Table 2 provides a similar scenario for poverty rates calculated at a poverty line of US$ 3.2. Most countries on the list of bottom 10 or highest poverty rates remained unchanged. Madagascar and Burundi have almost 90% of the population below poverty line. Among the countries which possess the lowest rates of poverty at US$ 3.2, Belarus again tops the list, while Malaysia and Hungary make an entry in the top 10 rankings.
Table 3 illustrates the situation of all South Asian countries (except Afghanistan, due to unavailability of data), in terms of poverty. The countries have been ranked from the lowest to the highest rate of poverty for US$ 1.9 and US$ 3.2 poverty lines. Sri Lanka and Bhutan top both the lists, while India and Bangladesh stand at the bottom of the list with the highest share of the population living below the poverty line.
It has long been argued in the economic literature that public spending on education and health can be a powerful policy tool in the developing countries to reduce poverty, as these expenditures not only address the symptoms of poverty but also the causes of poverty. Public spending on education and health is argued to contribute to economic growth of a country by strengthening the human capabilities of the poor people. However, empirical literature to support this view has been limited due to the unavailability of time-series data on poverty. In this article, we use a cross-country panel data of poverty, constructed by Raihan (2017), to explore how public spending on education and health can affect poverty. This dataset has been constructed by considering periodic poverty rates (of US$ 1.9 poverty line) and average values of other variables for those corresponding periods. The constructed data has seven periods between 1981 and 2015. These are 1981-1985, 1986-1990, 1991-1995, 1996-2000, 2001-2005, 2006-2010 and 2011-2015. The missing values of the poverty rates have been filled-in using extrapolation and interpolation methods. This constructed data has 72 countries and the source of the data is the World Development Indicators of the World Bank.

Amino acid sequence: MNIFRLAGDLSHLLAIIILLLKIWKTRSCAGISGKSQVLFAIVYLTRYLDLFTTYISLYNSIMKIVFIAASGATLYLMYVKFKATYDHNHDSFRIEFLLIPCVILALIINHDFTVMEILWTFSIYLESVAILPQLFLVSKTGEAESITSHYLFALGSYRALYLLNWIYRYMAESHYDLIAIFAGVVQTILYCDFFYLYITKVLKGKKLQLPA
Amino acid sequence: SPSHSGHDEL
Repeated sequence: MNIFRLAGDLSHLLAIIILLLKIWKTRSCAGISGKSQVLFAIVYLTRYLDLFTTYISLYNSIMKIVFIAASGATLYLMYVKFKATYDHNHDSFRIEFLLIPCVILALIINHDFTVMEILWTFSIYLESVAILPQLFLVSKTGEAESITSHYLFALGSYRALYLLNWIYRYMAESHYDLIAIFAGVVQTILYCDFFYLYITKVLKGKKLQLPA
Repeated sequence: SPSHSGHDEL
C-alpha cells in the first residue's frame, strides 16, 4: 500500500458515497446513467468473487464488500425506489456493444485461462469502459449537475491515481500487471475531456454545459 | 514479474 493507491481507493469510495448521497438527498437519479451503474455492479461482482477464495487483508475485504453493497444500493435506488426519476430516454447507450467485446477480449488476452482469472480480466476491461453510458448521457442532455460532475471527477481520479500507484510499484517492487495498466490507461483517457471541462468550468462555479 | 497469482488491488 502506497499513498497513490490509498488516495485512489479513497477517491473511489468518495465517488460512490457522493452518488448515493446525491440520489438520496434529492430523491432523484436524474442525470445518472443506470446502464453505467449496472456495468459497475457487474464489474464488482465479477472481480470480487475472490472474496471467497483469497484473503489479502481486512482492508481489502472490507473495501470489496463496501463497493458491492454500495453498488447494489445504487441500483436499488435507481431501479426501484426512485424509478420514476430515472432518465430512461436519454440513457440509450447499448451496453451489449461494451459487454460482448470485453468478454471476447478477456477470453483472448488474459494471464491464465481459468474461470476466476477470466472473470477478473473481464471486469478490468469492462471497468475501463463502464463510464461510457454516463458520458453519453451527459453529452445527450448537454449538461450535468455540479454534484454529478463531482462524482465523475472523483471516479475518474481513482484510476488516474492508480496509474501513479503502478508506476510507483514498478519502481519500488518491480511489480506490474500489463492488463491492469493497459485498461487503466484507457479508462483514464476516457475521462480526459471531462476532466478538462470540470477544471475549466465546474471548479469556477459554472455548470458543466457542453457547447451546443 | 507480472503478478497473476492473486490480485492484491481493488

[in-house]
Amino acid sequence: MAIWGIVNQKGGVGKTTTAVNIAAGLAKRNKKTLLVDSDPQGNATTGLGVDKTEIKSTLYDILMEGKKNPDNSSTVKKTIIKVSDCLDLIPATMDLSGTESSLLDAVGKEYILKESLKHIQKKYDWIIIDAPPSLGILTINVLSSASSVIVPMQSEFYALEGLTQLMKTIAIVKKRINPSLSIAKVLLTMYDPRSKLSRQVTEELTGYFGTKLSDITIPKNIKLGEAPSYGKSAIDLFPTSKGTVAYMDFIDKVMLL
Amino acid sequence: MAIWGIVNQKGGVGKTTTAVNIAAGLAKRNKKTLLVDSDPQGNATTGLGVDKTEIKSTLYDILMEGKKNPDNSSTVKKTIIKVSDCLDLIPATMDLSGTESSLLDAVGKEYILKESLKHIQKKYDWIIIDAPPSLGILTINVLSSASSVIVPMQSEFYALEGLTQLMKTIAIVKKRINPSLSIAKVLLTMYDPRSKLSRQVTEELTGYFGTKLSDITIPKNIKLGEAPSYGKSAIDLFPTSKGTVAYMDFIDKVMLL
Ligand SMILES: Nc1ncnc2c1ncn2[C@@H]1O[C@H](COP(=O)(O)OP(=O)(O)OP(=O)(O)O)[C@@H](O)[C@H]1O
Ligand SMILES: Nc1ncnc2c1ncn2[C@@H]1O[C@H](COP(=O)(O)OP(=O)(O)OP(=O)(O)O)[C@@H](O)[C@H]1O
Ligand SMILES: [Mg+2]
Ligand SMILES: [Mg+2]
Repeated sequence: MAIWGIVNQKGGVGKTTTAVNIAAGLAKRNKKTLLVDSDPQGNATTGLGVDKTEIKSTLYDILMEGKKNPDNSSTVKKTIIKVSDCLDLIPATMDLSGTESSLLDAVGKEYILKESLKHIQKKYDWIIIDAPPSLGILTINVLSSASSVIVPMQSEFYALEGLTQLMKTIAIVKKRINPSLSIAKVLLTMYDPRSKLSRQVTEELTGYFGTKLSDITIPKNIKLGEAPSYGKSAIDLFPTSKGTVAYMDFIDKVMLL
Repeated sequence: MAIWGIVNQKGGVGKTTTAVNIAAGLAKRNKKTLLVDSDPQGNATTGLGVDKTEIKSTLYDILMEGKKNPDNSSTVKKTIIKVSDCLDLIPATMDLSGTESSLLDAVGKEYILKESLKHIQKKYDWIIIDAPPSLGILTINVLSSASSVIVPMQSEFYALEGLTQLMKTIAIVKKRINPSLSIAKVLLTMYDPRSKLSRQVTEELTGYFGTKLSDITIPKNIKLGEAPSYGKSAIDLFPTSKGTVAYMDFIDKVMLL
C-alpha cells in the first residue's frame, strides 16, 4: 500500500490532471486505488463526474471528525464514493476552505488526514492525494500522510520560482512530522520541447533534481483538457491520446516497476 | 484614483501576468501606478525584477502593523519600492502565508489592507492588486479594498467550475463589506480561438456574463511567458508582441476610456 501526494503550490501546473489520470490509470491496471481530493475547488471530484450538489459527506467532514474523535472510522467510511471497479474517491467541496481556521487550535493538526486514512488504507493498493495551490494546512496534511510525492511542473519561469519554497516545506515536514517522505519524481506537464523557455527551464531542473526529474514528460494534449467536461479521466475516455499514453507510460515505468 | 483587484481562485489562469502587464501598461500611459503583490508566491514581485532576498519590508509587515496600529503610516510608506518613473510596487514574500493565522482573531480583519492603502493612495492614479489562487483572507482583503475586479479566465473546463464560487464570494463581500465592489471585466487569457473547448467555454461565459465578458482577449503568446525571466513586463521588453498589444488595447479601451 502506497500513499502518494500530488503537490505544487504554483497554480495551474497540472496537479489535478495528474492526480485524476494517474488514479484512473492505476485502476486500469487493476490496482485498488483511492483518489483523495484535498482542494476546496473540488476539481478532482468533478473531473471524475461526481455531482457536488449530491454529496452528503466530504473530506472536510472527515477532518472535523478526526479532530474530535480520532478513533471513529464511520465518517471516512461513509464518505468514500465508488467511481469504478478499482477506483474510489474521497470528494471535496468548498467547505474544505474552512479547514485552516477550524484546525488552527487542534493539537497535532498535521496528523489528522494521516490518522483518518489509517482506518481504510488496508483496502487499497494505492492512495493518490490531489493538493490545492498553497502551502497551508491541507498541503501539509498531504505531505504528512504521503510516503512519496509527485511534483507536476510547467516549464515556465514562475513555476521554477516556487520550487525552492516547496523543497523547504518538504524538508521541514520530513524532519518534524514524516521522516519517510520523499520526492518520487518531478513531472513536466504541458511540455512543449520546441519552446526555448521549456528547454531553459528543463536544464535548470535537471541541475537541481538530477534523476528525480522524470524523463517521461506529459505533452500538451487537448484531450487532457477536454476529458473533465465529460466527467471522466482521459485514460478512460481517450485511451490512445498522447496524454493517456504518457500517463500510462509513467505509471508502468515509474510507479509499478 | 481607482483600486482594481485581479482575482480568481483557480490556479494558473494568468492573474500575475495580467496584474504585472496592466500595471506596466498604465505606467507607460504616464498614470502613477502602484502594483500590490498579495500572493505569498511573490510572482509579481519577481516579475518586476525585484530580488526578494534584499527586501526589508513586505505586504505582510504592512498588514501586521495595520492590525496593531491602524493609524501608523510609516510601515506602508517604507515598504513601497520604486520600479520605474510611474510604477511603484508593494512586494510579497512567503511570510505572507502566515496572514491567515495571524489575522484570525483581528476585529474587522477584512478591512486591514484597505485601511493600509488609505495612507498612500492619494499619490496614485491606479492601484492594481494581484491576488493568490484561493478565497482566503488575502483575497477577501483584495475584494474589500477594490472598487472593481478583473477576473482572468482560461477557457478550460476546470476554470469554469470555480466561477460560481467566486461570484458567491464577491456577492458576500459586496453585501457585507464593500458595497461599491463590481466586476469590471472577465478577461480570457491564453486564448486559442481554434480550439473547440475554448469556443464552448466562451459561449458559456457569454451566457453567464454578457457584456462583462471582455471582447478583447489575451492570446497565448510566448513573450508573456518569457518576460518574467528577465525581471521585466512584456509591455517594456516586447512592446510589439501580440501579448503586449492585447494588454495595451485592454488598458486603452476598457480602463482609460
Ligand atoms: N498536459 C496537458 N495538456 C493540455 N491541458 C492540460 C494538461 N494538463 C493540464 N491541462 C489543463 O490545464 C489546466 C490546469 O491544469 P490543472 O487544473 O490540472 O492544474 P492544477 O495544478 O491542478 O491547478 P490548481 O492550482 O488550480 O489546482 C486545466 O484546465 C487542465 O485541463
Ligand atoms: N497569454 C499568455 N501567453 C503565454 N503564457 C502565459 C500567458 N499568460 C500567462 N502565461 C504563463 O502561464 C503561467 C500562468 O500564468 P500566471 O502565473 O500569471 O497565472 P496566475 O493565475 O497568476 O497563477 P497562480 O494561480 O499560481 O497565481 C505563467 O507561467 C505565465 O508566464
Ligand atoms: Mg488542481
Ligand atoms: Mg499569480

The fixed effect panel regression results suggest that the coefficient of the per capita GDP is negative and significant suggesting that increase in the per capita GDP is strongly associated with a reduction in the poverty rate. Also, the ratio of remittance to GDP appears to have a positive and statistically significant association with the reduction in the poverty rate. After controlling for differences in per capita GDP and remittance-GDP ratios, one percentage point rise in the share of public spending on education in GDP is associated with 1.33 percentage points fall in the head-count poverty rate, and one percentage point rise in the share of public spending on health in GDP is associated with 2.4 percentage points fall in the head-count poverty rate. Both the fixed effect coefficients of public education and health spending are highly statistically significant.
Results from the aforementioned empirical exercises have important policy implications. A large number of developing countries, with the incidence of high poverty rates, are seriously lagging behind in terms of ensuring the critical levels of public spending on education and health in proportion to their GDPs. The business-as-usual scenarios of public education and health spending will not help these countries achieve the first SDG of ‘no poverty’ by 2030. There is thus a need for some extraordinary efforts in bringing large positive changes in the business-as-usual scenarios.
Raihan, S. (2017). “A cross-country panel dataset on poverty”, mimeo. SANEM
Dr. Selim Raihan, Professor, Department of Economics, University of Dhaka & Executive Director, SANEM: email@example.com
Mehzabeen Ahmad, Research Associate, SANEM: firstname.lastname@example.org